The Wolves Are Getting Killed In Transition Because They Can't Make Layups

Photo Credit: Geoff Burke (USA TODAY Sports)

Every year, the Minnesota Timberwolves seem to have a fault that’s unique to this star-crossed franchise. This season it’s been their inability to convert around the rim. Anthony Edwards has shown that he has an elite ability to go downhill and get to the rim, but now defenses are on to him. They have done a terrific job using help defenders to cut off his lanes, leading to a pass out or a nearly impossible shot.

Karl-Anthony Towns has faced similar difficulties. Teams have consistently put a smaller defender on him instead of their bigs. The Indiana Pacers put Malcolm Brogdon on him, and the Utah Jazz guarded him with Bogdan Bogdanovic, even though both teams have bigger guys on their roster. Teams are positioning their defenders in a way that allows them to bring help defenders on KAT quickly. As a result, Towns has been forced into extended touches and occasionally thrown the ball wildly across the court. It’s something that KAT’s teammates are well aware of.

Take it away, Ant:

D’Angelo Russell is the third piece of the equation. He lacks the supreme quickness and leaping ability that elite drivers like Ant have. DLo’s game is all about what comes to him and what he can create from those unique situations. We see this often in his midrange game, where he will get the defender on his hip downhill, crab-dribble down, and sidestep when a help defender protects the rim. Taking the ten-footer is a better shot than throwing up something wild at the rim.

Simply put, the team’s defensive coverages and gameplan are making this hindrance as detrimental as it has been.

Role Players Stepping Up?

If teams are going to focus on Minnesota’s largest point-producers, then the role players must pull their weight at cutting and making the most of easy attacks to the rim.

The graphic below vs. the Portland Trail Blazers on Sunday should tell you all you need to know:

Jarred Vanderbilt is the Wolves’ best cutter who gets consistent playing time, but he can only finish well with his left hand. He consistently finds ways to get behind the defense or comes flying through when KAT or Ant are doubled. Few others have this ability, though, which limits the Wolves.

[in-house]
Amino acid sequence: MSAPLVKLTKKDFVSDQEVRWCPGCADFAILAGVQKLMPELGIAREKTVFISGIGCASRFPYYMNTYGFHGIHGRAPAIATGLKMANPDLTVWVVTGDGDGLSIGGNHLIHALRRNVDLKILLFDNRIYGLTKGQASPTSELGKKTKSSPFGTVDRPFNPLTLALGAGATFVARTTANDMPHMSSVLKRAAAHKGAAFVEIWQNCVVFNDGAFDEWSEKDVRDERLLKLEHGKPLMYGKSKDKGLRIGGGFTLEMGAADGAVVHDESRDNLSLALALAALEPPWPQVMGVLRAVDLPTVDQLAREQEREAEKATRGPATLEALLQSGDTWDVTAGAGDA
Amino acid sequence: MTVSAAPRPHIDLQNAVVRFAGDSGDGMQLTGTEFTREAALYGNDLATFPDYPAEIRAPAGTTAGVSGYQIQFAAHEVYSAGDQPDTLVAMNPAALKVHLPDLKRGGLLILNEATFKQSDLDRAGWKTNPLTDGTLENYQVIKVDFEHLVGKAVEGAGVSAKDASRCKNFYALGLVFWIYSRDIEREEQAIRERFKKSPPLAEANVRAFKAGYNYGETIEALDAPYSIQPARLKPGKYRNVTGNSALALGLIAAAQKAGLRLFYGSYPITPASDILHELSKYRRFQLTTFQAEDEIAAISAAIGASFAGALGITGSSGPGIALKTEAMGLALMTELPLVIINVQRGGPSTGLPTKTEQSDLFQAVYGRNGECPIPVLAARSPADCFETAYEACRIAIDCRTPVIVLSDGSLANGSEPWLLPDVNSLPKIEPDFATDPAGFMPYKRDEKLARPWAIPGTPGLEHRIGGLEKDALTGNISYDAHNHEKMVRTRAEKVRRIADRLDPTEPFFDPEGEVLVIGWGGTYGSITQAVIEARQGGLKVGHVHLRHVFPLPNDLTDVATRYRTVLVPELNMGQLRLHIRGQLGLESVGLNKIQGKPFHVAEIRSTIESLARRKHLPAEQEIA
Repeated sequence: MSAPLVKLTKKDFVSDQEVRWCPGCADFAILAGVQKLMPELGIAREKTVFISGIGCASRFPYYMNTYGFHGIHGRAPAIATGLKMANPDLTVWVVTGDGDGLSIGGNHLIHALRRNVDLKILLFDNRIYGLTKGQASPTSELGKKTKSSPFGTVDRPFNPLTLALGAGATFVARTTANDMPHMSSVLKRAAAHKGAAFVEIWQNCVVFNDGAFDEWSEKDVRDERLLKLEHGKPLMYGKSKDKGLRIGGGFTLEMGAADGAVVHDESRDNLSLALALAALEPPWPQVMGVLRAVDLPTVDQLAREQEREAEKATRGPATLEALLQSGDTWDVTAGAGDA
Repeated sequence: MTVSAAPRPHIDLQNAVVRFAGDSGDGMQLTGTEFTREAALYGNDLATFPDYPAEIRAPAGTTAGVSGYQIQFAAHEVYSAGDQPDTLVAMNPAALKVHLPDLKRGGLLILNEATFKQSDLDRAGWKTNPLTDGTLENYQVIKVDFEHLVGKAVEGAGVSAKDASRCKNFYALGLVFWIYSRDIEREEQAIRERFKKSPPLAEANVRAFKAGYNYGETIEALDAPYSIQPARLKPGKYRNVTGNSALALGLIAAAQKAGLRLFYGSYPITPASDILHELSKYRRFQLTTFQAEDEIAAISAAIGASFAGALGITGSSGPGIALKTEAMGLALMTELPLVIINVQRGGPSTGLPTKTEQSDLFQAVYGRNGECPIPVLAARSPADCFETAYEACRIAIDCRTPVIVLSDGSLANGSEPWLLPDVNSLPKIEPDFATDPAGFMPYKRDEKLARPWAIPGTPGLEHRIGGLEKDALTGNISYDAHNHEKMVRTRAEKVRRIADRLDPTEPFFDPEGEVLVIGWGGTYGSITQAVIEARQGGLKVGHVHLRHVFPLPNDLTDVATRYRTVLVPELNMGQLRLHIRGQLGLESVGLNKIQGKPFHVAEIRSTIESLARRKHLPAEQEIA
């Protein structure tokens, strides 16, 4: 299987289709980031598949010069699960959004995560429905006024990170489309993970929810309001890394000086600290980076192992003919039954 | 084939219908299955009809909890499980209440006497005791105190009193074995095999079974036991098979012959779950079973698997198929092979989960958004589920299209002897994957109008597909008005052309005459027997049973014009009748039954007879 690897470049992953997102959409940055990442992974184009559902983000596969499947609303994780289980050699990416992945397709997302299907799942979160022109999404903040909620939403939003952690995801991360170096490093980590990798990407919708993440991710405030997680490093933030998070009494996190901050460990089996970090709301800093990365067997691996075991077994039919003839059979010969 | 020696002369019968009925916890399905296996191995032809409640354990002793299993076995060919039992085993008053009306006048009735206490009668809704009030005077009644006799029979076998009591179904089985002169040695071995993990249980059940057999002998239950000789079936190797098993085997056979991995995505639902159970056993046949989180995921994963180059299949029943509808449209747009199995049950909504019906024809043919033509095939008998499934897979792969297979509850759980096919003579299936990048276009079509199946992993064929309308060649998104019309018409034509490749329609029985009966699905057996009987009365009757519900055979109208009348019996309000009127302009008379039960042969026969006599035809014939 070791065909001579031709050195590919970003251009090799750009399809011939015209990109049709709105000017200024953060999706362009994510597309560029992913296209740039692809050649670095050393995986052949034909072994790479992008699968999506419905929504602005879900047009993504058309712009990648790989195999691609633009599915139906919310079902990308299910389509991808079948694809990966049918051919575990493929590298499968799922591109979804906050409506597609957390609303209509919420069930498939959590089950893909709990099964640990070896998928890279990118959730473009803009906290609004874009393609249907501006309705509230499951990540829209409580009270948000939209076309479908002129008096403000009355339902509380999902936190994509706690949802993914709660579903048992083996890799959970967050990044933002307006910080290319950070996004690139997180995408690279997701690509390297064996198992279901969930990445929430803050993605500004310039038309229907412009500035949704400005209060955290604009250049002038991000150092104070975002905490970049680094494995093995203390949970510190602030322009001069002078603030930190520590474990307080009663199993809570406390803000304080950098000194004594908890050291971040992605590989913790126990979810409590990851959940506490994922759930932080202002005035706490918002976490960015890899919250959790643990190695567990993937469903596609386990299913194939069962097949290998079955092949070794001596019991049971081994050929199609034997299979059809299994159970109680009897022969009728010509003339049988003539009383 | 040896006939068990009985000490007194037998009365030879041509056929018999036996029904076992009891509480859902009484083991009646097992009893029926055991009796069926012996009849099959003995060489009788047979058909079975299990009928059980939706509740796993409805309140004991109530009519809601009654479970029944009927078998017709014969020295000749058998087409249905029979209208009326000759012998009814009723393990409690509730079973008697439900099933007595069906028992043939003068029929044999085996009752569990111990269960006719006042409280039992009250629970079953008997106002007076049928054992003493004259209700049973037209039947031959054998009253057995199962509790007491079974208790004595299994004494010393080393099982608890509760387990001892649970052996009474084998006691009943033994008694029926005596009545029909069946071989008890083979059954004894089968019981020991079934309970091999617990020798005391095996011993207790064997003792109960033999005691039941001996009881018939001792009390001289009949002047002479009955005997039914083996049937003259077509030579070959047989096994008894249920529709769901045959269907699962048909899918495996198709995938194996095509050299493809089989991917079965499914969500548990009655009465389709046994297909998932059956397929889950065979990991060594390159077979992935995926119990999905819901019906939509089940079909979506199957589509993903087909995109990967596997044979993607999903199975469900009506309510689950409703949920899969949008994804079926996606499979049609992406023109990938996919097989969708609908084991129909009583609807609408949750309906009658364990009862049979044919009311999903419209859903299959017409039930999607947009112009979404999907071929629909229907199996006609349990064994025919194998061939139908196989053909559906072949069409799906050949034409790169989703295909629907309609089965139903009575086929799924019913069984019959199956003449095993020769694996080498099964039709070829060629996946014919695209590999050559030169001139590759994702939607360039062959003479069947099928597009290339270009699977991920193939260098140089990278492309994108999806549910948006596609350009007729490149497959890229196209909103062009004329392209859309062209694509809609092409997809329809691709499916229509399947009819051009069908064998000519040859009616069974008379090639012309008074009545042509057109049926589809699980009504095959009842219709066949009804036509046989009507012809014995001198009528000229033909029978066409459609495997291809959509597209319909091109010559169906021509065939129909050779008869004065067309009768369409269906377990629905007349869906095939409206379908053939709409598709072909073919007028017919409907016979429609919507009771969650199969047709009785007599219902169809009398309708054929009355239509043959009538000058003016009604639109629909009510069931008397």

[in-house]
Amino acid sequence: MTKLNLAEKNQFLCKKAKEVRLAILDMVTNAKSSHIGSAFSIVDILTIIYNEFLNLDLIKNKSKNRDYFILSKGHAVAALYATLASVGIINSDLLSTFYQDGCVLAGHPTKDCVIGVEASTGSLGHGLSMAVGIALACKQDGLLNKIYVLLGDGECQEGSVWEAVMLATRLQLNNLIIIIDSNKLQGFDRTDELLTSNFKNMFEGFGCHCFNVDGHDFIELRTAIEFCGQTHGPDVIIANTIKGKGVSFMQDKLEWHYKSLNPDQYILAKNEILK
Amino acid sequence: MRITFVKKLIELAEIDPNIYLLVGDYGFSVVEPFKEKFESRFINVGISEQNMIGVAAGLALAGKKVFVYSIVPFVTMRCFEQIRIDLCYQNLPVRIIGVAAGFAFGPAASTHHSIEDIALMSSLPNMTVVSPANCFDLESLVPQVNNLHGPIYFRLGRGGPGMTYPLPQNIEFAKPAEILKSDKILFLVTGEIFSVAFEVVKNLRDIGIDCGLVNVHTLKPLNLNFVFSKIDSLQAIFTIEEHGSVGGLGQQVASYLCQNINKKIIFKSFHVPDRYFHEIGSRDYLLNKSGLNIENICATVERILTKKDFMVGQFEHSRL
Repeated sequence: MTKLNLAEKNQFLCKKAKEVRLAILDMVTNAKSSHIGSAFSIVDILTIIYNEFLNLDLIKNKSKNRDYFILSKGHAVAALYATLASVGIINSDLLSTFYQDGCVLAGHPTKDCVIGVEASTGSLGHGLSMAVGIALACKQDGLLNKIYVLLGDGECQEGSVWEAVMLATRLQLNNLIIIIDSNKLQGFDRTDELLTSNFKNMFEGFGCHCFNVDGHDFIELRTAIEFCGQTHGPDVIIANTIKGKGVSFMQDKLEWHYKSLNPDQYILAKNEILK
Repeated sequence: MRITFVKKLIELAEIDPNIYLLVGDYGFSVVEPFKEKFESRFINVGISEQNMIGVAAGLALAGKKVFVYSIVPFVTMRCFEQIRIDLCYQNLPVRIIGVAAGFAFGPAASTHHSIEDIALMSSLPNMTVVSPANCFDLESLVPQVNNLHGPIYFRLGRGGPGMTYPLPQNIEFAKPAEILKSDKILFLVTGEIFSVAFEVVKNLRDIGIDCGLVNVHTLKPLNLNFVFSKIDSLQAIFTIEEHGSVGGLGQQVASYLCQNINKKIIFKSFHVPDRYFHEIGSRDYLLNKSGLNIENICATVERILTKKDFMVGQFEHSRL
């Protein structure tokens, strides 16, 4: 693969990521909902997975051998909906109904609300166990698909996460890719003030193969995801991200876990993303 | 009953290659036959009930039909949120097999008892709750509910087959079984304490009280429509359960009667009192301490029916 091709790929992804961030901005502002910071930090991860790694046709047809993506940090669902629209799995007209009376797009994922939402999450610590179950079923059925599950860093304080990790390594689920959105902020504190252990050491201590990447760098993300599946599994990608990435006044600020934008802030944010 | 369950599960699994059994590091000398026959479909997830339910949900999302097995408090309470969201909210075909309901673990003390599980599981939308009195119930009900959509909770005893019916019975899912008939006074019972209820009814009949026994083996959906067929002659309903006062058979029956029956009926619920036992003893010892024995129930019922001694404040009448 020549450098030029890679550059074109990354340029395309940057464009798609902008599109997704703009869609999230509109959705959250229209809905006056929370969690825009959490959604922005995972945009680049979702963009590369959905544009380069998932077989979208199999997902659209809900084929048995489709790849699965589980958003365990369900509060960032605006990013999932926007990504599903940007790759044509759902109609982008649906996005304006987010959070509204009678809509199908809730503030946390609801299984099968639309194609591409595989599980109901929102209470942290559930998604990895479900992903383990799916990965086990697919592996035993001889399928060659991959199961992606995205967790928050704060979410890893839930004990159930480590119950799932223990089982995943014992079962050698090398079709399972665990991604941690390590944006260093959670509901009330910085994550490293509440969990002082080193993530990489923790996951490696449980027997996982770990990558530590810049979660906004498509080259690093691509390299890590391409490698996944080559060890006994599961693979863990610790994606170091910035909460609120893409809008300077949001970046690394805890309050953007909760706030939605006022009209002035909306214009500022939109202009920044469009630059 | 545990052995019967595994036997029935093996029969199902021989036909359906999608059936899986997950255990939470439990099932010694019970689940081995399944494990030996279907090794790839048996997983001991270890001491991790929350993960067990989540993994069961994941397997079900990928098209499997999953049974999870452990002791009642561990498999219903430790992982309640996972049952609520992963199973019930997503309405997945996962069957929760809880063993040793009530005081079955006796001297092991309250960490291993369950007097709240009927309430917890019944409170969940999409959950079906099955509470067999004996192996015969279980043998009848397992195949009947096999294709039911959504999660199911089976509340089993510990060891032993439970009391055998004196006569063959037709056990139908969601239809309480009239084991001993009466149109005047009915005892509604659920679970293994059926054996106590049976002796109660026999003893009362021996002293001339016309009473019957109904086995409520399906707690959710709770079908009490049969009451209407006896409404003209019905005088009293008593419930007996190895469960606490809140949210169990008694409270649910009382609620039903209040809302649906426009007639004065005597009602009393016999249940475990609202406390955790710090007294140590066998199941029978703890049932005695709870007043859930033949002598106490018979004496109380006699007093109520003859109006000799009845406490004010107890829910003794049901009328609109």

Jaden McDaniels doesn’t have the frame or muscle to make any contested shot. Naz can finish but rarely is in a situation where he can cut. Malik Beasley and Taurean Prince stay on the perimeter as shooting threats to spread the floor.

Someone needs to step up and put pressure on the rim because relying on shooters alone has not been an effective strategy so far.

League Comparison

Most other teams are more effective around the rim and from 5-10 feet. According to Cleaning the Glass, the Wolves are 26th in rim shooting percentage, converting 60% of their shots. They rank 26th from short-mid, shooting 36.8%, likely because few to none on their roster has a reliable floater game.

The Denver Nuggets, Golden State Warriors, and Utah Jazz all lead the league in this category. They move the ball quickly, set off-ball screens, and play through each other.

Nikola Jokic uses his magical passing talents in Denver and finds everybody, including cutters like Aaron Gordon, Will Barton, and Jeff Green. Golden State has the most efficient offense. Their cutter matches perfectly with their passing ability, and their three-point threats open holes to the lane. Donovan Mitchell uses his downhill attacks to enable their cutters, and they have shooters on the outside that make life easy for him. The Jazz also have Rudy Gobert, one of the most efficient bigs in the game.

If the Wolves want to improve their offense as a whole, matching the high percentage at the rim with valid shooters is a great spot to start.

Lengthy Point Swings

Finally, Minnesota’s inability to finish around the rim leads to transition buckets for the opponent. The Wolves rank bottom of the league in every single defensive category despite their competent team defense on the season.

The Wolves rank 27th in points per possession off a live rebound, directly correlating the struggles around the rim. Often a player will fall after a miss, for some reason always Naz Reid or KAT,  putting the Wolves at a significant disadvantage on the other side of the court.

The Cleveland Cavaliers game was a perfect example where players were consistently contested at the rim, and someone was constantly leaking out.

The Wolves can cut those opportunities in half by making some more of their layups, finding more optimal cutting opportunities, and getting the ball out of the hand of players getting doubled-teamed ore quickly. A simple fix that could change the trajectory of their season.

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Photo Credit: Geoff Burke (USA TODAY Sports)

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